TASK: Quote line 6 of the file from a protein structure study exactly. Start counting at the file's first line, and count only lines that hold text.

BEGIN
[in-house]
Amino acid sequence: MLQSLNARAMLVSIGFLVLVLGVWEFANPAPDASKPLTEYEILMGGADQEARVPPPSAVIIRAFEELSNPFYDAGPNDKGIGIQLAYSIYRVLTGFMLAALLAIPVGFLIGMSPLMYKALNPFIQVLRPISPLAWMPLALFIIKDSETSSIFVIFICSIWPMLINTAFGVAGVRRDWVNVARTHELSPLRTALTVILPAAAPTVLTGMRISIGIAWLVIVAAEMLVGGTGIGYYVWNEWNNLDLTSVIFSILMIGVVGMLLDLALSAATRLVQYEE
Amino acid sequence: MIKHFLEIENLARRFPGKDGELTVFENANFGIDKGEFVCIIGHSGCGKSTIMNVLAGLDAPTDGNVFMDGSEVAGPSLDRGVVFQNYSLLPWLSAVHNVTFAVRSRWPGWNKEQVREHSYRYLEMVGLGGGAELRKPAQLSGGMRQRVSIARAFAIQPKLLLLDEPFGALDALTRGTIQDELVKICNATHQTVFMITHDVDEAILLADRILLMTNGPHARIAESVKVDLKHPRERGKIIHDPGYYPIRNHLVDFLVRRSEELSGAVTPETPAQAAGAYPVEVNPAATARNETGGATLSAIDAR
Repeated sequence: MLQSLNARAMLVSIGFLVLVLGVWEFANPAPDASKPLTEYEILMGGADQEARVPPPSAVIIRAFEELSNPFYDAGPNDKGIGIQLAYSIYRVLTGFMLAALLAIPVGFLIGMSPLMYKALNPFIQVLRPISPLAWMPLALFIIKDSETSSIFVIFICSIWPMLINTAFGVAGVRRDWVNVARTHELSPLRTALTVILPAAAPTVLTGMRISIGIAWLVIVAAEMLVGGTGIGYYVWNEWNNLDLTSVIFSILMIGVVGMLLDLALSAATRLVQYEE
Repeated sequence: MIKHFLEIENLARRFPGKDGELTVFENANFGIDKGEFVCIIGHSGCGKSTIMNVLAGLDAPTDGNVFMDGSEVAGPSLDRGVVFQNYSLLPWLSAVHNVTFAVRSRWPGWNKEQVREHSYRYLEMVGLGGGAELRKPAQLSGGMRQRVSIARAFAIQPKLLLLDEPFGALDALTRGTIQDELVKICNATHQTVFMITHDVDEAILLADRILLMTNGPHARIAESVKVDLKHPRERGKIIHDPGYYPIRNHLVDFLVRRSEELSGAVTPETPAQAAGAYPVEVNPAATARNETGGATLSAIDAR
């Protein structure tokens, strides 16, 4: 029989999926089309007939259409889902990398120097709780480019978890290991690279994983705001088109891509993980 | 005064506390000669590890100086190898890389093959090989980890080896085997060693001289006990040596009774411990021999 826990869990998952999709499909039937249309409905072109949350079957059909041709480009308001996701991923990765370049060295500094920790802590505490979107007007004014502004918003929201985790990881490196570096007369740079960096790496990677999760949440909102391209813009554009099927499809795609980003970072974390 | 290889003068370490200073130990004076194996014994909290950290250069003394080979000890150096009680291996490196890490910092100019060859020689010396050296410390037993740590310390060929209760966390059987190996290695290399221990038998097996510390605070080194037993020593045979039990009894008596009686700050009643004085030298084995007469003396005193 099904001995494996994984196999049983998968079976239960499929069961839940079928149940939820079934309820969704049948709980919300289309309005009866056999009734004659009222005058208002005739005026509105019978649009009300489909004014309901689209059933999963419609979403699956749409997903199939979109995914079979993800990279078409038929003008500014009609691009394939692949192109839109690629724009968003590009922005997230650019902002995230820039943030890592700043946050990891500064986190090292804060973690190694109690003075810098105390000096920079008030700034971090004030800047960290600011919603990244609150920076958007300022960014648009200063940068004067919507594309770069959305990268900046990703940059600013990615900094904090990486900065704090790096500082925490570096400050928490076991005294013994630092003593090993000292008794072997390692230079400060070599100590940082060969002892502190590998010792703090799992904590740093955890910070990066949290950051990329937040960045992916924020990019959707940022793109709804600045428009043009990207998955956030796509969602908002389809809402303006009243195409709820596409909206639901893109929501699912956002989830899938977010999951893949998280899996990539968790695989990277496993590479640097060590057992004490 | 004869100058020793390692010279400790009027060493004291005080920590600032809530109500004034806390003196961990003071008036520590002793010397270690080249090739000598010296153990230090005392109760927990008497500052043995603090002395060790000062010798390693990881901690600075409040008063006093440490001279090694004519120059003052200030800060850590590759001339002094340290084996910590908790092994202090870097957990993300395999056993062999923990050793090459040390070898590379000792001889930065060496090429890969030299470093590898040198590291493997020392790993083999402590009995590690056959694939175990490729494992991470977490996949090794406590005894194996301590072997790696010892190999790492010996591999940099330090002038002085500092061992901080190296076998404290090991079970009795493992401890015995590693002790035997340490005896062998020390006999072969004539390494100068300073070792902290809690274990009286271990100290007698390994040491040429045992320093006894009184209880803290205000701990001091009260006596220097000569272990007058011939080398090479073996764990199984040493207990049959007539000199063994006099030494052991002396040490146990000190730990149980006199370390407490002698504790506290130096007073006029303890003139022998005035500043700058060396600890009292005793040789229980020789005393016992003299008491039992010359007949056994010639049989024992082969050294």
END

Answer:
């Protein structure tokens, strides 16, 4: 029989999926089309007939259409889902990398120097709780480019978890290991690279994983705001088109891509993980 | 005064506390000669590890100086190898890389093959090989980890080896085997060693001289006990040596009774411990021999 826990869990998952999709499909039937249309409905072109949350079957059909041709480009308001996701991923990765370049060295500094920790802590505490979107007007004014502004918003929201985790990881490196570096007369740079960096790496990677999760949440909102391209813009554009099927499809795609980003970072974390 | 290889003068370490200073130990004076194996014994909290950290250069003394080979000890150096009680291996490196890490910092100019060859020689010396050296410390037993740590310390060929209760966390059987190996290695290399221990038998097996510390605070080194037993020593045979039990009894008596009686700050009643004085030298084995007469003396005193 099904001995494996994984196999049983998968079976239960499929069961839940079928149940939820079934309820969704049948709980919300289309309005009866056999009734004659009222005058208002005739005026509105019978649009009300489909004014309901689209059933999963419609979403699956749409997903199939979109995914079979993800990279078409038929003008500014009609691009394939692949192109839109690629724009968003590009922005997230650019902002995230820039943030890592700043946050990891500064986190090292804060973690190694109690003075810098105390000096920079008030700034971090004030800047960290600011919603990244609150920076958007300022960014648009200063940068004067919507594309770069959305990268900046990703940059600013990615900094904090990486900065704090790096500082925490570096400050928490076991005294013994630092003593090993000292008794072997390692230079400060070599100590940082060969002892502190590998010792703090799992904590740093955890910070990066949290950051990329937040960045992916924020990019959707940022793109709804600045428009043009990207998955956030796509969602908002389809809402303006009243195409709820596409909206639901893109929501699912956002989830899938977010999951893949998280899996990539968790695989990277496993590479640097060590057992004490 | 004869100058020793390692010279400790009027060493004291005080920590600032809530109500004034806390003196961990003071008036520590002793010397270690080249090739000598010296153990230090005392109760927990008497500052043995603090002395060790000062010798390693990881901690600075409040008063006093440490001279090694004519120059003052200030800060850590590759001339002094340290084996910590908790092994202090870097957990993300395999056993062999923990050793090459040390070898590379000792001889930065060496090429890969030299470093590898040198590291493997020392790993083999402590009995590690056959694939175990490729494992991470977490996949090794406590005894194996301590072997790696010892190999790492010996591999940099330090002038002085500092061992901080190296076998404290090991079970009795493992401890015995590693002790035997340490005896062998020390006999072969004539390494100068300073070792902290809690274990009286271990100290007698390994040491040429045992320093006894009184209880803290205000701990001091009260006596220097000569272990007058011939080398090479073996764990199984040493207990049959007539000199063994006099030494052991002396040490146990000190730990149980006199370390407490002698504790506290130096007073006029303890003139022998005035500043700058060396600890009292005793040789229980020789005393016992003299008491039992010359007949056994010639049989024992082969050294």